Considerable uncertainly also hangs over the interest rate announcement from the Bank of England. Economists’ forecasts call for a 50 basis point reduction to bring borrowing costs to a new historic low of 0.50%. Importantly, the market looks unconvinced for now as overnight index swaps show traders pricing in a neutral outlook for the next 12 months. This is not without reason: minutes from the last policy meeting revealed a reluctance to take rates lower for fear that this would hurt bank profitability. Rather, the MPC voted unanimously to seek government approval for quantitative easing. On the other hand, a pair of statements from BOE officials last week bolstered a dovish bias: Andrew Sentance warned of deflation and said there is “a strong case for providing additional stimulus” while David Blanchflower called monetary policy "overly restrictive". All told, British Pound volatility is the one thing that can be reasonably expected as the multitude of conflicting leads ahead of the BOE announcement is sure to catch at least some market participants off-guard.

Written by Ilya Spivak, Currency Analyst
Article Source - Forex Volatility Ahead on ECB, BOE Interest Rate Announcements (Euro Open)
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What is Forex?

If you would go out on a dinner with your friends or family and you mentioned that you were trading on the Forex market most of them wouldn’t know what you were talking about. The worst thing is that most of the Forex traders that join the Forex market don’t know what they are doing. Understanding what Forex is, is the first good step to your success at Forex trading.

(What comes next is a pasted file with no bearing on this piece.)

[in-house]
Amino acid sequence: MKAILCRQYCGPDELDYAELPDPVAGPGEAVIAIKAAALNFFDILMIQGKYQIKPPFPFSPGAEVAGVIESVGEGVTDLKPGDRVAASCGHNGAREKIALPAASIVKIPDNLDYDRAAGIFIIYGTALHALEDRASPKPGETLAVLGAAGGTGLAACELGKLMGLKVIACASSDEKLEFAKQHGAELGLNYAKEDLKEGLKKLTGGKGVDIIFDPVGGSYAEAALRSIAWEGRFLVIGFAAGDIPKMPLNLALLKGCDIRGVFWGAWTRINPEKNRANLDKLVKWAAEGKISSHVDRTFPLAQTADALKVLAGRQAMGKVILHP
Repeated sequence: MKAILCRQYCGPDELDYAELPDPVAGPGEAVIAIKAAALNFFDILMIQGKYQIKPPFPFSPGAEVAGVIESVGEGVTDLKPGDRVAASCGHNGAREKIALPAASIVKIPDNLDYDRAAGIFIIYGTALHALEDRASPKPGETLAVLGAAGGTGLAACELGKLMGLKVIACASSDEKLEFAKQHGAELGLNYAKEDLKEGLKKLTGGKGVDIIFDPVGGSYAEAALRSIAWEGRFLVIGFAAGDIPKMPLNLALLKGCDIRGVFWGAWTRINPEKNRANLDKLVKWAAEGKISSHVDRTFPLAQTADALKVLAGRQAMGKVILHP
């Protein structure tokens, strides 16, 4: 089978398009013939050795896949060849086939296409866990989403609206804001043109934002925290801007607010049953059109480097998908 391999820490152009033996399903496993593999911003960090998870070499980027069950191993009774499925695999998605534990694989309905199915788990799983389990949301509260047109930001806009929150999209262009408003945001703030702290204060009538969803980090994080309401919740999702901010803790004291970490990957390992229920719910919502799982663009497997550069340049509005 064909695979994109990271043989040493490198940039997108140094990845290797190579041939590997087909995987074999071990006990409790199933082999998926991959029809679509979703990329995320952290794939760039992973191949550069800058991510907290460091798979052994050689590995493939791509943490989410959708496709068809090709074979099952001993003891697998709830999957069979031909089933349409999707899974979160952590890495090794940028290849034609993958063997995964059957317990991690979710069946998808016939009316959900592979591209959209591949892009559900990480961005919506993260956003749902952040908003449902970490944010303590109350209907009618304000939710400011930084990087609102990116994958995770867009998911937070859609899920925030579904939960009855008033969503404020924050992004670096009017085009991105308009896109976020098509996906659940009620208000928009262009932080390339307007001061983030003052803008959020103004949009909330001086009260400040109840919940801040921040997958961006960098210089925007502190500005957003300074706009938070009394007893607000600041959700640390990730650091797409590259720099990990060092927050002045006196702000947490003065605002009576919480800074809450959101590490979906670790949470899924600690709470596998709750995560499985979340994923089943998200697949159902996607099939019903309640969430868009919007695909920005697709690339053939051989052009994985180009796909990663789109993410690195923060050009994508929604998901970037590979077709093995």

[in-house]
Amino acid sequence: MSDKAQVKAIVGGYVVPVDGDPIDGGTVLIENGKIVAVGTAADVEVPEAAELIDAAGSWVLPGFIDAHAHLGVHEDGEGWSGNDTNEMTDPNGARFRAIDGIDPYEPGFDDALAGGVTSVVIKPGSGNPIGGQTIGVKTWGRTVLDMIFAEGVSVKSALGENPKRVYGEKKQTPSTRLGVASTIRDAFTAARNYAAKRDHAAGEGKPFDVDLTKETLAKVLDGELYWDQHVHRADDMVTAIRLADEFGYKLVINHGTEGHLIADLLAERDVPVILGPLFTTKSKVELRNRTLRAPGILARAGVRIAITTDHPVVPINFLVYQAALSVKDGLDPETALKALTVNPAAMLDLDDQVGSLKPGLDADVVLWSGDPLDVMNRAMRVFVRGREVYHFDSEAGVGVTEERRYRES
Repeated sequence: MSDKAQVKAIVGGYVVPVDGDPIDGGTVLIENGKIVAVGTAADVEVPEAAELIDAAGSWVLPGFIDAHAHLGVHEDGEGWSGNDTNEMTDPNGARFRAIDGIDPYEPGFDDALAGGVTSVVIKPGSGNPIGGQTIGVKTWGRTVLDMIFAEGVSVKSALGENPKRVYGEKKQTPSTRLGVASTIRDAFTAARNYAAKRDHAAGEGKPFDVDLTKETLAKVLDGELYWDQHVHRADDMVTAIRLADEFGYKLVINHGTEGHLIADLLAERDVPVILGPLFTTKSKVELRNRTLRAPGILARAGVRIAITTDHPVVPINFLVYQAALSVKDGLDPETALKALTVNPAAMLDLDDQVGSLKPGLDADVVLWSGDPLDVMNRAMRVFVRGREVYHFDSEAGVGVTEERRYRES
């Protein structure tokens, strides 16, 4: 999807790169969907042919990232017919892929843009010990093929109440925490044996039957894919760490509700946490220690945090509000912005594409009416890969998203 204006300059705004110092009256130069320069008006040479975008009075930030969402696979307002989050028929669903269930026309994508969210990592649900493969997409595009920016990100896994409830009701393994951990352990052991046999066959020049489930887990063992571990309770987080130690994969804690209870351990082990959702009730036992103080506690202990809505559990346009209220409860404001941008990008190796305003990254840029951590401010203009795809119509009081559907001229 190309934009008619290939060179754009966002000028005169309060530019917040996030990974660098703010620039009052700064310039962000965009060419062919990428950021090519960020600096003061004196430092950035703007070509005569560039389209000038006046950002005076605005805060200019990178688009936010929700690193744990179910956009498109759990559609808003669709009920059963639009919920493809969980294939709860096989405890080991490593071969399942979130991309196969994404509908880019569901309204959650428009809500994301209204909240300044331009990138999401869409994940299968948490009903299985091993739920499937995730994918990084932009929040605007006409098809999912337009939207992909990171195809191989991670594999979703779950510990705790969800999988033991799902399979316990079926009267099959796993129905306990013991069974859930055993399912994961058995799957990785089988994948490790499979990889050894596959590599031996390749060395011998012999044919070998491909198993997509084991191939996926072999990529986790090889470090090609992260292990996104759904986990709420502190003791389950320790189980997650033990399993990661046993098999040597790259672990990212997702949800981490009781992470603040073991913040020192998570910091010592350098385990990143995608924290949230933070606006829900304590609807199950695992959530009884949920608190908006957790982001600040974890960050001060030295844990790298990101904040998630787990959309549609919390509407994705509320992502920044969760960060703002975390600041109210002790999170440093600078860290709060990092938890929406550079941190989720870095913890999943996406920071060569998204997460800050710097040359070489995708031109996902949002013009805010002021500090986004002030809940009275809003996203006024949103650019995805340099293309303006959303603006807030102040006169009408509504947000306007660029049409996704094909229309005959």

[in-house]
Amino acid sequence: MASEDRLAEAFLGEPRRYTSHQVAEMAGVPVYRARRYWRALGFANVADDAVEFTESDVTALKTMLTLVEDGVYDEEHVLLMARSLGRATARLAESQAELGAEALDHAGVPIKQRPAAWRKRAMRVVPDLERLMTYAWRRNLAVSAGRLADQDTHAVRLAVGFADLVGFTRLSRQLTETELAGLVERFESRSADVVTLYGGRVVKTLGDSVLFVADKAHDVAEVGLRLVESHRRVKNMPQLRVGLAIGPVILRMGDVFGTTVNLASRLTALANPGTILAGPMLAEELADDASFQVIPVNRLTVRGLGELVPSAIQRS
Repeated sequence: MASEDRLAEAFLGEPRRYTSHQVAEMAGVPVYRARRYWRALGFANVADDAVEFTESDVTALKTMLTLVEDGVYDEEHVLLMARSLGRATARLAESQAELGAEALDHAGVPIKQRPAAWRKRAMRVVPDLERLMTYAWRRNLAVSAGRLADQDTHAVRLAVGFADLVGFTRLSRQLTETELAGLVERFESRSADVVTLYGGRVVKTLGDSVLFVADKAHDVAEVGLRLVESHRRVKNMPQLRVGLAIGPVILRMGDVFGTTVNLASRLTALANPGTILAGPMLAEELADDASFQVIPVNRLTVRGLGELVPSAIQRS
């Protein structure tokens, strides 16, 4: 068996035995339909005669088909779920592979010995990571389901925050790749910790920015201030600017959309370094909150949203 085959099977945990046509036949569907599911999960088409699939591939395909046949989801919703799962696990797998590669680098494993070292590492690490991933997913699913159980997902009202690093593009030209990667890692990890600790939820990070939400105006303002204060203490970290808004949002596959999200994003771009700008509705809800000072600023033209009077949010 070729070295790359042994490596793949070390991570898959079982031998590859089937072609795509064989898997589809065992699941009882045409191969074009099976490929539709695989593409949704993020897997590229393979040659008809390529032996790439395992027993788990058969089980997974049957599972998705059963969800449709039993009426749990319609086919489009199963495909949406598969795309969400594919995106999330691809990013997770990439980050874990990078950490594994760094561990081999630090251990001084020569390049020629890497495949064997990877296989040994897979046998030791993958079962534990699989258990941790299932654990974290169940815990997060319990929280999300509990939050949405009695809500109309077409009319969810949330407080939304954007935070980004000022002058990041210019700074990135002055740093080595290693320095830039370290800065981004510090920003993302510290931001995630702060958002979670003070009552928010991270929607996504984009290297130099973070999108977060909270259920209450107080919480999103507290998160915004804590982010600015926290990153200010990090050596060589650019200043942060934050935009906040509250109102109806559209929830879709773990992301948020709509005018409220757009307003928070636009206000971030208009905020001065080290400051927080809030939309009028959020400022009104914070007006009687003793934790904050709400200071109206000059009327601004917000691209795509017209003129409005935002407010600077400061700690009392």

The foreign exchange market (Currency, Forex, or FX) is where currency trading takes place. It is where banks and other official institutions facilitate the buying and selling of foreign currencies. Forex transactions typically involve one party purchasing a quantity of one currency in exchange for paying a quantity of another. The foreign exchange market that we see today started evolving during the 1970s when world over countries gradually switched to floating exchange rate from their erstwhile exchange rate regime, which remained fixed as per the Bretton Woods system till 1971.

Today, the Forex market is one of the largest and most liquid financial markets in the world, and includes trading between large banks, central banks, currency speculators, corporations, governments, and other institutions. The average daily volume in the global foreign exchange and related markets is continuously growing. Traditional daily turnover was reported to be over US$3.2 trillion in April 2007 by the Bank for International Settlements. Since then, the market has continued to grow. According to Euromoney's annual Forex Poll, volumes grew a further 41% between 2007 and 2008.

Forex Turnover

Forex Turnover
Main foreign exchange market turnover, 1988 - 2007, measured in billions of USD.
The purpose of Forex market is to facilitate trade and investment. The need for a foreign exchange market arises because of the presence of multifarious international currencies such as US Dollar, Pound Sterling, Yen, etc., and the need for trading in such currencies. Since you aren’t buying anything physical this kind of trading can be confusing. When buying a currency think of it as buying a part in that particular country’s economy because the currency rate reflects the economical situation of the country when compared to others.


List of most popular currencies on the Forex market